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Associate Professor
Ph.D., University of Leeds,1984

Proteomics, mass spectrometry, protein chemistry.

email This email address is being protected from spambots. You need JavaScript enabled to view it. , phone (516) 367-6882, fax (516) 367-8873

My principal research interests have been related to methods development in proteomics, using chemical or computational approaches. Key areas include protein and peptide identification and quantitation using mass spectrometry (MS), especially when used in situations requiring high throughput. Huge strides have been made recently in both areas, but the ability to perform complex, multi-sample analyses is still difficult and time-consuming.

Global proteomic screens are now being increasingly accompanied with more specific, targeted measurements of specific proteins using techniques such as multiple reaction monitoring (MRM) and isotopically encoded peptide standards. Software tools that permit rapid, simplified access to the wealth of data in both types of experiment are essential, but only slowly evolving. One area of research in my laboratory concerns the development of such tools, particularly coupled to our ability to recognize, identify and quantify post-translationally modified peptides.

Lacking such powerful tools as hybridization and amplification with PCR, large-scale protein analysis is faced with the massive hurdle of reducing sample complexity as much as possible before introducing the sample stream into the mass spectrometer. This puts huge strains on our ability to separate very complex peptide mixtures, which often require multiple, successive levels of chromatography. Our approach to this problem is to attempt to reduce sample complexity by targeting specific classes of protein or peptide, rather than analyzing the entire unfractionated sample. Strategies are emerging that  could essentially be described as chemical sorting. This includes the use of chelation to enrich phosphopeptides from the total peptide pool, or the use of specific affinity-tagged small molecule inhibitors to pull down classes of kinases or phosphatases for more specific MS analysis.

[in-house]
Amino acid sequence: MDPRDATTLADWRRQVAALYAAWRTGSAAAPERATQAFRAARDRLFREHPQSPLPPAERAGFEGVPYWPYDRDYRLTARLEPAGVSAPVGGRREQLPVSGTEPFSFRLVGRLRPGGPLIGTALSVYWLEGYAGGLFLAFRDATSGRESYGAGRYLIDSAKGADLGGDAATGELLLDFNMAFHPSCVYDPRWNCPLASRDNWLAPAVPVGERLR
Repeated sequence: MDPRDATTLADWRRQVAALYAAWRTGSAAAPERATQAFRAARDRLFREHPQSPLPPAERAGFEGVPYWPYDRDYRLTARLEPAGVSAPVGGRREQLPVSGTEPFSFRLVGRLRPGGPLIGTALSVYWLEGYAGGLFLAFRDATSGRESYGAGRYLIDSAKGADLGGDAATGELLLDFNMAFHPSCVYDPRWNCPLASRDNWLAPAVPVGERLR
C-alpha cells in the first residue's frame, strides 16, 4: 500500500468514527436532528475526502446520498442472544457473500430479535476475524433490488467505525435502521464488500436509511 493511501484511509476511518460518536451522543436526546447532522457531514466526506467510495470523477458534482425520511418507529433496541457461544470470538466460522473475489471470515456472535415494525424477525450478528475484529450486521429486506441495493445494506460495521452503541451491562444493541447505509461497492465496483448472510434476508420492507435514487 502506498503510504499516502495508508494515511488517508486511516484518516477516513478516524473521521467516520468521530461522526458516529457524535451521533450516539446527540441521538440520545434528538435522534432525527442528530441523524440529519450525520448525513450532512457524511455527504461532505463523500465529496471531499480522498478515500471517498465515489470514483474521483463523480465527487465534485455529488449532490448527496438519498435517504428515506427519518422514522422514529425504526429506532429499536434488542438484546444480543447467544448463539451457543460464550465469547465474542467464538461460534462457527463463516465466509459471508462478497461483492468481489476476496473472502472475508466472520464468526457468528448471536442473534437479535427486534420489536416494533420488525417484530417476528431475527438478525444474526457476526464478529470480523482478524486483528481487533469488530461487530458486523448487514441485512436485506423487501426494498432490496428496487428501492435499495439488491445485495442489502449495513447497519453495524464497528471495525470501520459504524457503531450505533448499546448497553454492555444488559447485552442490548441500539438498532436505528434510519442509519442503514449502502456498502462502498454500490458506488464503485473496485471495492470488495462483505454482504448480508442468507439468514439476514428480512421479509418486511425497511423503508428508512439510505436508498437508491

Please visit the proteomics shared resource home page.


Selected Publications

Scuoppo, C., Miething, C., Lindqvist, L., Reyes, J., Ruse, C., Appelmann, I., Yoon, S., Krasnitz, A., Teruya-Feldstein, J., Pappin, D., Pelletier, J., and Lowe, S.W. 2012. A tumour suppressor network relying on the polyamine-hypusine axis. Nature 487: 244–248.

Krishnan, N., Fu, C., Pappin, D.J., and Tonks, N.K. 2011. H2S-Induced sulfhydration of the phosphatase PTP1B and its role in the endoplasmic reticulum stress response. Sci. Signal 4: ra86.

Obad, S., dos Santos, C.O., Petri, A., Heidenblad, M., Broom, O., Ruse, C., Fu, C., Lindow, M., Stenvang, J., Straarup, E.M., Hansen, H.F., Koch, T., Pappin, D., Hannon, G.J., and Kauppinen, S. 2011. Silencing of microRNA families by seed-targeting tiny LNAs. Nat. Genet. 43: 371–378. 

Han, H., Pappin, D.J., Ross, P.L., and McLuckey, S.A. 2008. Electron transfer dissociation of iTRAQ labeled peptide ions. J. Proteome Res. 7: 3643–3648.

Zhang, Y., Wolf-Yadlin, A., Ross, P.L., Pappin, D.J., Rush, J., Lauffenburger, D.A., and White, F.M. 2005. Time-resolved mass spectrometry of tyrosine phosphorylation sites in the epidermal growth factor receptor signaling network reveals dynamic modules. Mol. Cell. Proteomics 4: 1240–1250.